Stakes Are High As Climate Week NYC Kicks Off

With just 70 days left before December’s critical international climate talks in Copenhagen (COP15), the heat is on to bring the world to an agreement on a plan for emissions reductions, climate change adaptation, and technology sharing between the developed and developing worlds. Science has decided that it’s too late for mucking about with red tape, lackadaisical negotiations, or finger pointing. It’s time to get a little impatient with the negotiation process.

As Achim Steiner, head of the United Nations Environment Programme put it during this month’s World Climate Conference in Geneva:

“Climate change has imposed on the global economy and national governments and politicians a challenge that none of them had every imagined they would confront, which is to reinvent the way our economies will develop in the future, and doing that against an extremely narrow window of time, and against a world that has extremely diverse interests that have to be reconciled. So I want to defend the reality of the negotiation process while at the same time recognizing that the world has to be extremely impatient with the negotiation process. It has to over the next few weeks call for a deal in Copenhagen, not to allow the world to continue to be entrenched in a negotiation track that does not allow the objectives that the IPCC set to be addressed head on in Copenhagen.”

In just this spirit of pragmatic impatience, and in an effort to get the conversation moving before COP15 is upon them, more than 100 Heads of State will gather at the UN General Assembly tomorrow for a high level summit called by UN Secretary General Ban Ki-moon. The summit falls on day three of Climate Week NYC. President Obama will attend – no small thing, considering how busy we all know the guy’s been lately – and renew his commitment to a green US economy and global climate agenda.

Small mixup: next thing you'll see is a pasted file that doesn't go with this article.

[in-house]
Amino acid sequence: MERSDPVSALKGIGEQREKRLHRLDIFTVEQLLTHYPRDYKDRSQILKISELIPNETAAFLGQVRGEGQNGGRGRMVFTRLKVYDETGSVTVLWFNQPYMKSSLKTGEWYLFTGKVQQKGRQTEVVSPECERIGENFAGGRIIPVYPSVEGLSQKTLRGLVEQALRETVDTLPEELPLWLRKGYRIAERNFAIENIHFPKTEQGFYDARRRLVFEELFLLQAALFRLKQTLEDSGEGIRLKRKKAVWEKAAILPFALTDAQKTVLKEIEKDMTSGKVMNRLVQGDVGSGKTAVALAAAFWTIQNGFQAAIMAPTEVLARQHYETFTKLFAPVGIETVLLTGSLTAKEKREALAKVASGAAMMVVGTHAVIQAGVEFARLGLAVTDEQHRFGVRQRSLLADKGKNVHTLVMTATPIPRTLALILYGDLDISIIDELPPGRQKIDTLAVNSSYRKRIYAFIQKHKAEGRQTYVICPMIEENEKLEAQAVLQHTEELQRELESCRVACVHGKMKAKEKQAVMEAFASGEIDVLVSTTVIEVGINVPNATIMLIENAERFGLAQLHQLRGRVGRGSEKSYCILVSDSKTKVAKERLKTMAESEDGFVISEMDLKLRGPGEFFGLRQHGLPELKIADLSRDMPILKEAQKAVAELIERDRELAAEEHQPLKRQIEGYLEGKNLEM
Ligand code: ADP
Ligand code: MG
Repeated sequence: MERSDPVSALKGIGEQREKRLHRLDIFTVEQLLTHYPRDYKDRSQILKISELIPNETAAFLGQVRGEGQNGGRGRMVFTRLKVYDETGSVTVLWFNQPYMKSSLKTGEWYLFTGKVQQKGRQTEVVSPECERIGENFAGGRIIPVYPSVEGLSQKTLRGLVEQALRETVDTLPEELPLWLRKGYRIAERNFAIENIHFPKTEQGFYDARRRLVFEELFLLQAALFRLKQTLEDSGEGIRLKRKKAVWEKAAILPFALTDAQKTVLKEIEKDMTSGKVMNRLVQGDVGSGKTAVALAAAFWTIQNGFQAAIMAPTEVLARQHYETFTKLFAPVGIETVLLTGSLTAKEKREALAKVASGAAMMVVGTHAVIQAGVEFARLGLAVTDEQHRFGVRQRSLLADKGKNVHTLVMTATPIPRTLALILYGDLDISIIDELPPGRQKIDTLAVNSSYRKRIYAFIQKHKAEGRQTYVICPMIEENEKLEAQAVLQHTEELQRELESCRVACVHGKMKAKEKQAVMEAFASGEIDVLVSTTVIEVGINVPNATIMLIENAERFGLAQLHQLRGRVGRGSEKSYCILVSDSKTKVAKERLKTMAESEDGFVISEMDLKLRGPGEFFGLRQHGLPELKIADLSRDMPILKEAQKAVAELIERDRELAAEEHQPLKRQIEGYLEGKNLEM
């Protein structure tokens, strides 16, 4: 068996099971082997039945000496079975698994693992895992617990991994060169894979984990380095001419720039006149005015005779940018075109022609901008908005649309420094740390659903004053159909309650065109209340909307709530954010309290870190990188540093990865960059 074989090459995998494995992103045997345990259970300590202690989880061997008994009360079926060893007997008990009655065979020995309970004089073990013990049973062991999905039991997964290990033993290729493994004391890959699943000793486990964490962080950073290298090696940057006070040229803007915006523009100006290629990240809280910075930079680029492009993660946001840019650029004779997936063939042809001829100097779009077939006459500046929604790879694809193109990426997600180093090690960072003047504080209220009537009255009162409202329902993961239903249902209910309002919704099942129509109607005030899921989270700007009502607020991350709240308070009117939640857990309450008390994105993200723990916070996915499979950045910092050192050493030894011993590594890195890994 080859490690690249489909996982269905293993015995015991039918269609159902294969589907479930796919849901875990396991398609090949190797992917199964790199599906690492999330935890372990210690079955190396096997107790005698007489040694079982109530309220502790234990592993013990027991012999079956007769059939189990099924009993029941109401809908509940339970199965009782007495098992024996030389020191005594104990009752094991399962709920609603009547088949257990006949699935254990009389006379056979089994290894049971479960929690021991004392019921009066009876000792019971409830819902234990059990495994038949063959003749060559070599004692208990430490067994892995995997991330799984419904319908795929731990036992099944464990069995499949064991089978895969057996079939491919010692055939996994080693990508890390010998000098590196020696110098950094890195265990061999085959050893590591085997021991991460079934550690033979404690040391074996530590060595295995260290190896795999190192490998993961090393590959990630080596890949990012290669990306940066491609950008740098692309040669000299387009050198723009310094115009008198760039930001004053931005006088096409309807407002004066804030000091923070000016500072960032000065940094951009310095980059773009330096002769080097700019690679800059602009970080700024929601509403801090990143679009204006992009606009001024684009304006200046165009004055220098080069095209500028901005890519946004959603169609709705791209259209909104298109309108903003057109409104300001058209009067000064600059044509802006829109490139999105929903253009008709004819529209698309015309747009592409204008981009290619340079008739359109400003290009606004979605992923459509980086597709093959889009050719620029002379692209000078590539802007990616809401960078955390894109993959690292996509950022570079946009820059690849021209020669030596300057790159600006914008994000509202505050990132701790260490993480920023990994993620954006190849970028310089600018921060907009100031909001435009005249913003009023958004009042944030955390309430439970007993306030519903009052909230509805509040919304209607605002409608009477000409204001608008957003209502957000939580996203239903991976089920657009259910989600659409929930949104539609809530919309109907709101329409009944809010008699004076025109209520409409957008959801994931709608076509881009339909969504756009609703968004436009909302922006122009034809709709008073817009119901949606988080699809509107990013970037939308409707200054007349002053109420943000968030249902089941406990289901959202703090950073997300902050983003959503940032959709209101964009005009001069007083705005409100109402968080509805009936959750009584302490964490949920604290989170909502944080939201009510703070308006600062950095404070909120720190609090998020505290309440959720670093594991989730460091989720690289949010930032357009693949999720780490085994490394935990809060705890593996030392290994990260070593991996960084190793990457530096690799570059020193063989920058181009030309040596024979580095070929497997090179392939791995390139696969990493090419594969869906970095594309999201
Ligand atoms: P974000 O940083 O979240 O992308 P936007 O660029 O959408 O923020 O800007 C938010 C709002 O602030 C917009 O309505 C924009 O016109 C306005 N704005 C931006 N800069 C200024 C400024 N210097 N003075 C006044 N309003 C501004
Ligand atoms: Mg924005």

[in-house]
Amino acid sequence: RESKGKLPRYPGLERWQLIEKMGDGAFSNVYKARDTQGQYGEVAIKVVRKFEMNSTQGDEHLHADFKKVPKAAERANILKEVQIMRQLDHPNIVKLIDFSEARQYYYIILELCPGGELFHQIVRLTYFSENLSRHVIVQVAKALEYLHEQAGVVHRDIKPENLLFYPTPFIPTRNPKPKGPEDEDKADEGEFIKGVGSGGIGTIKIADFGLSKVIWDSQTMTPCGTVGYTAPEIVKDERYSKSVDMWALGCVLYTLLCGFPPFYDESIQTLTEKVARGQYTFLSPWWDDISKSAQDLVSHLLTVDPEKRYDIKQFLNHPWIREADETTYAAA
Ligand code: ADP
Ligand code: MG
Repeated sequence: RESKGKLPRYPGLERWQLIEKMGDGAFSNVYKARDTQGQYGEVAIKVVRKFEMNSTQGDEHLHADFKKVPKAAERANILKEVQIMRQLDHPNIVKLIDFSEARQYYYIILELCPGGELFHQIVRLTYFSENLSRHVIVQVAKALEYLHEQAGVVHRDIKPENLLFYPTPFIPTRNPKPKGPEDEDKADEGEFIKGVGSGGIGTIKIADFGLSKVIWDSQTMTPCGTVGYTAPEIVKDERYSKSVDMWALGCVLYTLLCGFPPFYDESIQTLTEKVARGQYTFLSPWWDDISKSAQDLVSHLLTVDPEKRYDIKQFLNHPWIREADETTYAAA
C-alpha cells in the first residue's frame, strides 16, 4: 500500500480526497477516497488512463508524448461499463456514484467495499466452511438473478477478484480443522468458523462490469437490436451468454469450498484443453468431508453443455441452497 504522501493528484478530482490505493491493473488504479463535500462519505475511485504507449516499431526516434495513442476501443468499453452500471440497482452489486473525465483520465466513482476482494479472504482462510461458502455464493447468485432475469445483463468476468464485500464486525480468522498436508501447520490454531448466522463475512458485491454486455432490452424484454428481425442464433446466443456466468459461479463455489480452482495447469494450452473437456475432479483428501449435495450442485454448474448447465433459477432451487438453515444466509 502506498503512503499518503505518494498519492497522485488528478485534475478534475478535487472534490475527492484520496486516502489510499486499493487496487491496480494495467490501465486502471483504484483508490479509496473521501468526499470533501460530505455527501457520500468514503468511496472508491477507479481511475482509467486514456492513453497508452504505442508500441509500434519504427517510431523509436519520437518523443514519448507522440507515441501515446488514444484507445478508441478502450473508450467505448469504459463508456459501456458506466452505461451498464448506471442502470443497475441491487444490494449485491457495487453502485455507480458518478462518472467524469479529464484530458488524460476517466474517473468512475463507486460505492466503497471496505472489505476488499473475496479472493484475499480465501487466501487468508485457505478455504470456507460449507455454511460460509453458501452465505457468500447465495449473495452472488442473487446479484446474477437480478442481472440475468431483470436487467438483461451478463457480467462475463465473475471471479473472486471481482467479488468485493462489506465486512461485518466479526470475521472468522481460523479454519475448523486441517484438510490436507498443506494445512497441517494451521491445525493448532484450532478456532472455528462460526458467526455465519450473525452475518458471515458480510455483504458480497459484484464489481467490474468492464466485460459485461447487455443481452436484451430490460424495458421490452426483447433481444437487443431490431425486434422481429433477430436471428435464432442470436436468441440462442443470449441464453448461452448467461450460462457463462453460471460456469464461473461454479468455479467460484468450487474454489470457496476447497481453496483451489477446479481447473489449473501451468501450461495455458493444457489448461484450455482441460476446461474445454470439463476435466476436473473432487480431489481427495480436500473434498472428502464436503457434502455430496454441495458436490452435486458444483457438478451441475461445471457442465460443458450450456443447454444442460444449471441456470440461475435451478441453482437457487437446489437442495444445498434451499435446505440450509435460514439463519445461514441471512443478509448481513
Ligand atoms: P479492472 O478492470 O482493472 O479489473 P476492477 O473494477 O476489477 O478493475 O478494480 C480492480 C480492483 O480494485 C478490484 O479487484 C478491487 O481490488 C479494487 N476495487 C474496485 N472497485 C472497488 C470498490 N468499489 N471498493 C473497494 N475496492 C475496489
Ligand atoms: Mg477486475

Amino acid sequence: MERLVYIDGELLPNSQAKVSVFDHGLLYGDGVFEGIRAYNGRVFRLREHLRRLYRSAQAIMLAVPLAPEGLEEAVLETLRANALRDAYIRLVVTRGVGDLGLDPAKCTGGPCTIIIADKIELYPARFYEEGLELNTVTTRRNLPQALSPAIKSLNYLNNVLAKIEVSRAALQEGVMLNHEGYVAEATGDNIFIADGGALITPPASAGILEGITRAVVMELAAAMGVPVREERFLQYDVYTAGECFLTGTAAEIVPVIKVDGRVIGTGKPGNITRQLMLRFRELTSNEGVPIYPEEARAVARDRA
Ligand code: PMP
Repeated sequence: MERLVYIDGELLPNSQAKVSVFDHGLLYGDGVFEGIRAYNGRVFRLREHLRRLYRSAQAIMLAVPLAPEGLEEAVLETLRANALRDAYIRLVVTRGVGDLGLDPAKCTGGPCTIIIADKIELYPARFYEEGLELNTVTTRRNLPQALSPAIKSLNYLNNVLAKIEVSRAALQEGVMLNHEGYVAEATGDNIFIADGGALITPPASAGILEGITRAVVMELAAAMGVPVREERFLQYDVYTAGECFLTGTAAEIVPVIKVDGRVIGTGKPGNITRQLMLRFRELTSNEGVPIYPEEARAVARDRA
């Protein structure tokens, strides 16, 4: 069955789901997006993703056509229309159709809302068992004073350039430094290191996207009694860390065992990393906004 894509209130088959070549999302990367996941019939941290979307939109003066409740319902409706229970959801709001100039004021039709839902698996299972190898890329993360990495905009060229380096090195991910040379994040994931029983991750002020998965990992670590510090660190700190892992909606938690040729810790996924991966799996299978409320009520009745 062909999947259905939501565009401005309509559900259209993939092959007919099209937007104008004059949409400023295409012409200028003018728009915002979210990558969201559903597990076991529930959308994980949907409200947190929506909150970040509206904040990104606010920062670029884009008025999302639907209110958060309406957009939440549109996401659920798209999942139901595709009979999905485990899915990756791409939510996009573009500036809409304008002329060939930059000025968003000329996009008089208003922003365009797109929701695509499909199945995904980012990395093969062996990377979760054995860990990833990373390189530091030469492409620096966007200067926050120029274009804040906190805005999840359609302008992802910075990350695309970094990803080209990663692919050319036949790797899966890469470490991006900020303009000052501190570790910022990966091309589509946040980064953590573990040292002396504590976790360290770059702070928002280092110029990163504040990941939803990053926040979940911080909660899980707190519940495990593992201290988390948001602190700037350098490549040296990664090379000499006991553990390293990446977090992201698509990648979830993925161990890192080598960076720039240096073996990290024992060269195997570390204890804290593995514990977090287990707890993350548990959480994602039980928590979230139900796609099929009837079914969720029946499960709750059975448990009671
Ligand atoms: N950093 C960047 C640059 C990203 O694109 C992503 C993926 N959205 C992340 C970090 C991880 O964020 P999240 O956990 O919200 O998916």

And the stakes are high. A news release out from the Copenhagen Climate Council today went so far as to suggest that failure to move toward an agreement at tomorrow’s summit could spell war – you heard it, war – within the decade.

“The UN meeting will be a critical turning point for the talks leading up to the UN Climate Change Conference in Copenhagen later this year. Success in New York with major economies like the US, China, and India, demonstrating leadership and willingness to commit to emissions reductions would pave the way for an effective agreement in Copenhagen. Failure could be the prelude to climate wars in 10 years time,” warned Tim Flannery, Chair of the Copenhagen Climate Council. Flannery is in New York at the moment, and will participate in tomorrow’s summit.

China’s artificial sun reaches fusion temperature: 100 million degrees

In a breakthrough for nuclear fusion research, scientists at China's Experimental Advanced Superconducting Tokamak (EAST) reactor have produced temperatures necessary for nuclear fusion on Earth.

Credit: EAST Team
Surprising Science
  • The EAST reactor was able to heat hydrogen to temperatures exceeding 100 million degrees Celsius.
  • Nuclear fusion could someday provide the planet with a virtually limitless supply of clean energy.
  • Still, scientists have many other obstacles to pass before fusion technology becomes a viable energy source.
Keep reading Show less

Project 100,000: The Vietnam War's cruel and deadly experiment

Military recruits are supposed to be assessed to see whether they're fit for service. What happens when they're not?

Flickr user Tommy Truong79
Politics & Current Affairs
  • During the Vietnam War, Robert McNamara began a program called Project 100,000.
  • The program brought over 300,000 men to Vietnam who failed to meet minimum criteria for military service, both physically and mentally.
  • Project 100,000 recruits were killed in disproportionate numbers and fared worse after their military service than their civilian peers, making the program one of the biggest—and possibly cruelest—mistakes of the Vietnam War.
Keep reading Show less

Here's how diverse the 116th Congress is set to become

The 116th Congress is set to break records in term of diversity among its lawmakers, though those changes are coming almost entirely from Democrats.

(Photo: MANDEL NGAN/AFP/Getty Images)
Politics & Current Affairs
  • Women and nonwhite candidates made record gains in the 2018 midterms.
  • In total, almost half of the newly elected Congressional representatives are not white men.
  • Those changes come almost entirely from Democrats; Republican members-elect are all white men except for one woman.
Keep reading Show less